Sec. iv] THE SITE OF CHAH HUSAINÎ 129
found at various chalcolithic sites (Kulli, Mehl, &c.) ; a hone; also a human skull, very brittle and crushed, together with other bones apparently of small animals. Around lay ashes and charred fragments, but the bones were not burnt. Layers of ashes and burnt earth were laid bare at varying levels from about 12 to 16 feet. Among the miscellaneous finds in the trench were also numerous fragments of alabaster cups like Hus. 39, 106, and marble, Hus. 56, 74; a few slinging stones; shaped fragments of shell; also fragments of a fine-grained soft stone worked apparently into flat plates. Hus. 101 (Pl. XIX) is a stone slab bearing a curious resemblance to a human sole. What deserves special mention is the association observed throughout of well-painted good pottery with coarse handmade ware and worked stones.
Two smaller trenches were also opened, one, B, about 100 yards to the northeast on a low level, and the other, C, to the south-east on a level of about 15 feet. At both places burnt earth and plentiful fragments of good plain ware on the surface suggested use of the ground for kilns. But these indications extended only for a foot or two from the surface. In B there were found, among many pieces of well-painted ware, the large bowl 508 (Pl. XIX) and several fragments large enough to permit of reconstructing the vessels of which they had formed part ( see, e.g., 472, Pl. XIX) . The trench C yielded among miscellaneous finds numerous flint blades; a small bronze fragment; pieces of alabaster and sandstone cups; several stone pestles and a stone mortar, 539 (Pl. XIX) ; a stone quern and roller; and from a level of 13 feet the fragment of a glass bangle, Hus. 553 (Pl. X) with coloured inlay closely resembling that found in A. A few small fragments of copper also turned up.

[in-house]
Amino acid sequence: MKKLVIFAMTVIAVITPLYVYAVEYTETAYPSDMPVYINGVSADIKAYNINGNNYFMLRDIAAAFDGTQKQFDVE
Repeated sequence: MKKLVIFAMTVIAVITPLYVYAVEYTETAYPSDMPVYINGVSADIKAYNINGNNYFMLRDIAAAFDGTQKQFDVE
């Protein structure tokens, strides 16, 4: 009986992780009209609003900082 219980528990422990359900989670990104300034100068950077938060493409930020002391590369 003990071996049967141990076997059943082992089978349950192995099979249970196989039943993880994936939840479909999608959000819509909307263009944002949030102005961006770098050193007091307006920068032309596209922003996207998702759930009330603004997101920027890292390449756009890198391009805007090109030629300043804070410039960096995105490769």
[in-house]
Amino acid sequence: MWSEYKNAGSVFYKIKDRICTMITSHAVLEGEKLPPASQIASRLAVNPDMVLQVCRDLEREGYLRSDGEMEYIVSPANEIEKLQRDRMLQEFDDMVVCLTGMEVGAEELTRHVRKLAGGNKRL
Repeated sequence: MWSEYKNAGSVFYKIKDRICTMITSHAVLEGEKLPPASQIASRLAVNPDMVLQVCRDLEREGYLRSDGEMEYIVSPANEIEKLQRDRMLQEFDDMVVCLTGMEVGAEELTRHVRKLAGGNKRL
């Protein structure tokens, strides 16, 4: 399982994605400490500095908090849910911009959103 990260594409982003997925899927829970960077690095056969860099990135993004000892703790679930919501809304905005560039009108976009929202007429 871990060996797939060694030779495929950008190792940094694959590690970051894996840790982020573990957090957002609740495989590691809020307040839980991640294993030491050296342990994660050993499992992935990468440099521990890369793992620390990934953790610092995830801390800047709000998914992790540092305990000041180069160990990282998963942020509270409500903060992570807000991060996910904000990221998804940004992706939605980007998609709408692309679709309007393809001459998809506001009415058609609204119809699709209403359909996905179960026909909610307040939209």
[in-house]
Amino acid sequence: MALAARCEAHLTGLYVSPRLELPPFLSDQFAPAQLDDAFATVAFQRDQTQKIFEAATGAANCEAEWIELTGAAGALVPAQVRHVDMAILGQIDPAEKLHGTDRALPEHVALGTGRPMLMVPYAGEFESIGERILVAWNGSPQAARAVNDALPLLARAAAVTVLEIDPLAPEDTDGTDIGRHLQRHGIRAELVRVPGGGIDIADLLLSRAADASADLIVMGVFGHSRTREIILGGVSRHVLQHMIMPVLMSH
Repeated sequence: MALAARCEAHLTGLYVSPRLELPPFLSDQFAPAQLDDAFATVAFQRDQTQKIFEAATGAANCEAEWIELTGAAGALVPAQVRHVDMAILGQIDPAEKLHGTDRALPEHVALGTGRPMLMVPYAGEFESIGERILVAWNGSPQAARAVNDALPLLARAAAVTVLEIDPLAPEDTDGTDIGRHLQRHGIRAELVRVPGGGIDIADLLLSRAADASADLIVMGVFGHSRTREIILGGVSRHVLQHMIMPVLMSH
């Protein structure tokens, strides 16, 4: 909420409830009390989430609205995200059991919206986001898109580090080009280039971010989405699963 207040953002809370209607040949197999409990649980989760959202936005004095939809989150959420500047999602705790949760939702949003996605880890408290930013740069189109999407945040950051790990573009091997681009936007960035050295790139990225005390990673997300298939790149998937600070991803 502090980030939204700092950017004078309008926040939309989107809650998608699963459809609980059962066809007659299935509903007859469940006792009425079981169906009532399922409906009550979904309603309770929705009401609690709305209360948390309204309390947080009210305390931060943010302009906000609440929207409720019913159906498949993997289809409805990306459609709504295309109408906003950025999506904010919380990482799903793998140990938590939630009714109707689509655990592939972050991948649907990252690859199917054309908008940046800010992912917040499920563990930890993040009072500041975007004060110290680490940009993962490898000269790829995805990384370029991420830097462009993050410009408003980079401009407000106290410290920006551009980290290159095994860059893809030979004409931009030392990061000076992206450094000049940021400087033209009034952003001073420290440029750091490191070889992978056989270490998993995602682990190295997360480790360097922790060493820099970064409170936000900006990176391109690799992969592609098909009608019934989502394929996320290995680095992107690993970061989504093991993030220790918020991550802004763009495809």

Subsequently, before our departure on March 20th, I had a small mound, D, in the detached debris area across the dune ridge to the east probed by excavation in two places. Little of painted pottery was found here apart from the complete tumbler, 585 (Pl. XIX ), showing a herring-bone pattern painted in black over a red slip below the rim. There was found here also a large vessel of coarse hand-made pottery, 19 inches wide at its mouth and 17 inches deep to its flat bottom, filled partly with small stones and charred fragments.
Before turning to the subject of the painted pottery, which is of special interest at this site, I must mention a curious observation bearing on its physical aspect. I found the surface around the mound, where clear of drift sand, uniformly strewn with an abundance of small pieces of black stone which suggested debris of lava or some other eruptive material. Its presence on the gravel ground can well be accounted for, as the extinct volcano of the Kbh-i-Bazman rises some 56 miles to the north of Chah Husain. We could sight its snow-capped summit, 11,470 feet above the sea, on the morning of our departure. The gravel glacis